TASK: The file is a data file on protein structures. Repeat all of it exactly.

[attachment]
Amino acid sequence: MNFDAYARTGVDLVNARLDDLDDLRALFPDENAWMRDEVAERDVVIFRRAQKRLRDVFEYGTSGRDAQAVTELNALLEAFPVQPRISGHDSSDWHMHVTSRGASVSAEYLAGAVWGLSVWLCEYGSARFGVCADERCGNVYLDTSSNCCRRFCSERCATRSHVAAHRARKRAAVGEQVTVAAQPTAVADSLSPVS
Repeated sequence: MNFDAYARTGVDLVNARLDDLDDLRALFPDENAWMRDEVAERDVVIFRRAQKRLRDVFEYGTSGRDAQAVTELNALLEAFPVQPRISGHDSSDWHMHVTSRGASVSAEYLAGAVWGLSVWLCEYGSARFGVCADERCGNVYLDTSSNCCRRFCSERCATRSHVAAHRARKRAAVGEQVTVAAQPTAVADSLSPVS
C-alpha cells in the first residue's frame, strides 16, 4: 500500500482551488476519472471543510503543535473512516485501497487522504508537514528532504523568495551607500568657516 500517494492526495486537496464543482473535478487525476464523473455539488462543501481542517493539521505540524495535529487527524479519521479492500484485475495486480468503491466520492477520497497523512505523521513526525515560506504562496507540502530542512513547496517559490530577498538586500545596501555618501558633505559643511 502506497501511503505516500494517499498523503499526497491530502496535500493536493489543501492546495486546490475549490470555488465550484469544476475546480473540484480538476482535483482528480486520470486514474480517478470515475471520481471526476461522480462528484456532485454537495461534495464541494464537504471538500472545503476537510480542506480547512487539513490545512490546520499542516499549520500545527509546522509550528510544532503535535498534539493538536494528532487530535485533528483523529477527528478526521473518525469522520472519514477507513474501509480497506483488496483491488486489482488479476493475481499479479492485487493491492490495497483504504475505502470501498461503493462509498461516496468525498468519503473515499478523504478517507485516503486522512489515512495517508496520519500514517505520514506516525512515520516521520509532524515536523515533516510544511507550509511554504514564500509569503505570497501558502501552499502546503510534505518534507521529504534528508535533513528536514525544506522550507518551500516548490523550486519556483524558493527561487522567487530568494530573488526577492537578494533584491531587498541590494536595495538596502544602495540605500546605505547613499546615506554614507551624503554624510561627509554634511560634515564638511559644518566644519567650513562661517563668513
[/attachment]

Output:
Amino acid sequence: MNFDAYARTGVDLVNARLDDLDDLRALFPDENAWMRDEVAERDVVIFRRAQKRLRDVFEYGTSGRDAQAVTELNALLEAFPVQPRISGHDSSDWHMHVTSRGASVSAEYLAGAVWGLSVWLCEYGSARFGVCADERCGNVYLDTSSNCCRRFCSERCATRSHVAAHRARKRAAVGEQVTVAAQPTAVADSLSPVS
Repeated sequence: MNFDAYARTGVDLVNARLDDLDDLRALFPDENAWMRDEVAERDVVIFRRAQKRLRDVFEYGTSGRDAQAVTELNALLEAFPVQPRISGHDSSDWHMHVTSRGASVSAEYLAGAVWGLSVWLCEYGSARFGVCADERCGNVYLDTSSNCCRRFCSERCATRSHVAAHRARKRAAVGEQVTVAAQPTAVADSLSPVS
C-alpha cells in the first residue's frame, strides 16, 4: 500500500482551488476519472471543510503543535473512516485501497487522504508537514528532504523568495551607500568657516 500517494492526495486537496464543482473535478487525476464523473455539488462543501481542517493539521505540524495535529487527524479519521479492500484485475495486480468503491466520492477520497497523512505523521513526525515560506504562496507540502530542512513547496517559490530577498538586500545596501555618501558633505559643511 502506497501511503505516500494517499498523503499526497491530502496535500493536493489543501492546495486546490475549490470555488465550484469544476475546480473540484480538476482535483482528480486520470486514474480517478470515475471520481471526476461522480462528484456532485454537495461534495464541494464537504471538500472545503476537510480542506480547512487539513490545512490546520499542516499549520500545527509546522509550528510544532503535535498534539493538536494528532487530535485533528483523529477527528478526521473518525469522520472519514477507513474501509480497506483488496483491488486489482488479476493475481499479479492485487493491492490495497483504504475505502470501498461503493462509498461516496468525498468519503473515499478523504478517507485516503486522512489515512495517508496520519500514517505520514506516525512515520516521520509532524515536523515533516510544511507550509511554504514564500509569503505570497501558502501552499502546503510534505518534507521529504534528508535533513528536514525544506522550507518551500516548490523550486519556483524558493527561487522567487530568494530573488526577492537578494533584491531587498541590494536595495538596502544602495540605500546605505547613499546615506554614507551624503554624510561627509554634511560634515564638511559644518566644519567650513562661517563668513